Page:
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, the cloud gaming service that Google launched in 2019, the game is over.

Phil Harrison, head of the division, confirmed today that the service will stop working on

January 18, 2023

after not having reached the number of users initially expected.

"We've built a strong technology foundation, but we haven't gotten the expected traction," Harrison said in a statement on the service's website.

The company

will return to players all the money they have spent over the years both on games and on controllers and other accessories




they will begin to contact users in the coming weeks for refunds and the company hopes to complete all of them by mid-January 2023.


started three years ago as a gamble that was then unorthodox in the world of training.

Instead of using a console or downloading a game and installing it on a computer,

players played on a remote server,

receiving only the video signal of the game and sending information about the buttons pressed on the controller.

It required a very

low latency connection (the time it takes for the signal to go from a device to a server and vice versa) but thanks to


's huge deployment of data centers

, most games could be played relatively well with this system. .

One of the advantages of cloud gaming was that you didn't need

a powerful device

to enjoy titles with good graphic quality.

Players could also play anywhere that had a relatively fast connection, around 35 Mbits/s.


also developed several proprietary video streaming and compression technologies to make games viewable even in 4K resolution.

The money will not be returned

In addition to the option to buy games to play remotely,


also launched a Pro version, a subscription service that included free games every month, discounts, and better streaming quality.

Money paid for these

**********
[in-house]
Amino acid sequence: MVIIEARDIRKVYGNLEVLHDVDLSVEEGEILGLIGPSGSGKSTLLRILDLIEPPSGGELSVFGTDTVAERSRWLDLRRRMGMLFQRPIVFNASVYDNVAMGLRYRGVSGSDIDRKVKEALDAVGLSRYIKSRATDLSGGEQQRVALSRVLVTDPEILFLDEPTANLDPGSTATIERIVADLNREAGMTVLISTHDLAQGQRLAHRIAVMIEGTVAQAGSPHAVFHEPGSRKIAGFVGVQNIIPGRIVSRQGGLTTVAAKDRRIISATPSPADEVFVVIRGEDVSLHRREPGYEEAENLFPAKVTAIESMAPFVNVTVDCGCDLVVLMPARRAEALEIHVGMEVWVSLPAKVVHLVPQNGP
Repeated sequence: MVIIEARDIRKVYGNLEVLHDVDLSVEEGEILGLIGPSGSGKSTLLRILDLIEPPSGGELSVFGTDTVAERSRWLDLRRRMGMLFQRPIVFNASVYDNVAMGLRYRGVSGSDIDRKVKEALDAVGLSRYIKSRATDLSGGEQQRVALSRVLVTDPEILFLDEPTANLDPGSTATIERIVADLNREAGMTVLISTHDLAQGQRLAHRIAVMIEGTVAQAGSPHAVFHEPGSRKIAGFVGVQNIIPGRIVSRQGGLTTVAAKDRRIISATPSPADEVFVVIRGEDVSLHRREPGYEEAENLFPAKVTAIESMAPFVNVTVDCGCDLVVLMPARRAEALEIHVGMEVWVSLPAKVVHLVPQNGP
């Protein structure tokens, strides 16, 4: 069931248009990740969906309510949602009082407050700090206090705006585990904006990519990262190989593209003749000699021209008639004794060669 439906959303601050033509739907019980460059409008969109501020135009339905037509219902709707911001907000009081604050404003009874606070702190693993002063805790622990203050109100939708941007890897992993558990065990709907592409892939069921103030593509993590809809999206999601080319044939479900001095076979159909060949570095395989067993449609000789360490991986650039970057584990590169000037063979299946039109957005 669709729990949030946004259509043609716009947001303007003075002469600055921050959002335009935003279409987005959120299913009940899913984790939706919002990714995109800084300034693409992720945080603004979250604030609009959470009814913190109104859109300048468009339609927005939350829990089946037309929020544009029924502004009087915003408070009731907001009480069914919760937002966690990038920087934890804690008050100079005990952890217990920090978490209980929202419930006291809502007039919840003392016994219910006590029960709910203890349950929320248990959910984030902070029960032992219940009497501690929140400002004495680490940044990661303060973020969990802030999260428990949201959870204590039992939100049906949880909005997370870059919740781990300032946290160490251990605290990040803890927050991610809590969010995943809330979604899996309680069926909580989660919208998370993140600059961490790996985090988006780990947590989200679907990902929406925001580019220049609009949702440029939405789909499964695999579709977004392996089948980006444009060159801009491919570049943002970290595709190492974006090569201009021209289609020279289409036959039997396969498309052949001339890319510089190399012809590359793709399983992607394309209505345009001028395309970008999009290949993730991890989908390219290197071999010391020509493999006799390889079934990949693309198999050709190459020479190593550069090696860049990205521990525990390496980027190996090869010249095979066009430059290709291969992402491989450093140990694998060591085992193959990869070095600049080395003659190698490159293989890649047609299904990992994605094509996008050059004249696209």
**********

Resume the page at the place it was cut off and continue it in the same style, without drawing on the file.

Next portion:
will not be refunded.

The closure of the service has caught

many gamers

by surprise , despite the fact that it had been rumored for months due to personnel changes and the decision to close the in-house development studio, which the company launched in 2019 to create exclusive games. .

Until now,


had maintained that the future of the service was assured and that the changes were strategic to guide the business towards becoming a service for third-party companies, not so much focused on end users.

This week


released a new graphical interface and new games, including early access to the long-awaited FIFA 23. "It's very depressing. I can't say I'm surprised, but I loved the service," lamented one of the


users in the Reddit forum.

Since the launch of


, several cloud gaming services have appeared with the same philosophy, such as Amazon's Luna, or Nvidia's GeForce Now -which allows you to remotely play some titles in the Steam personal catalog or Epic store.

Microsoft and Sony

also offer the possibility of playing many of the titles of their Xbox and PlayStation consoles in the cloud.

But for


gamers , the days are numbered.

They will be able to continue playing the games purchased in their catalog until January 18, 2023. From then on,

Game Over.

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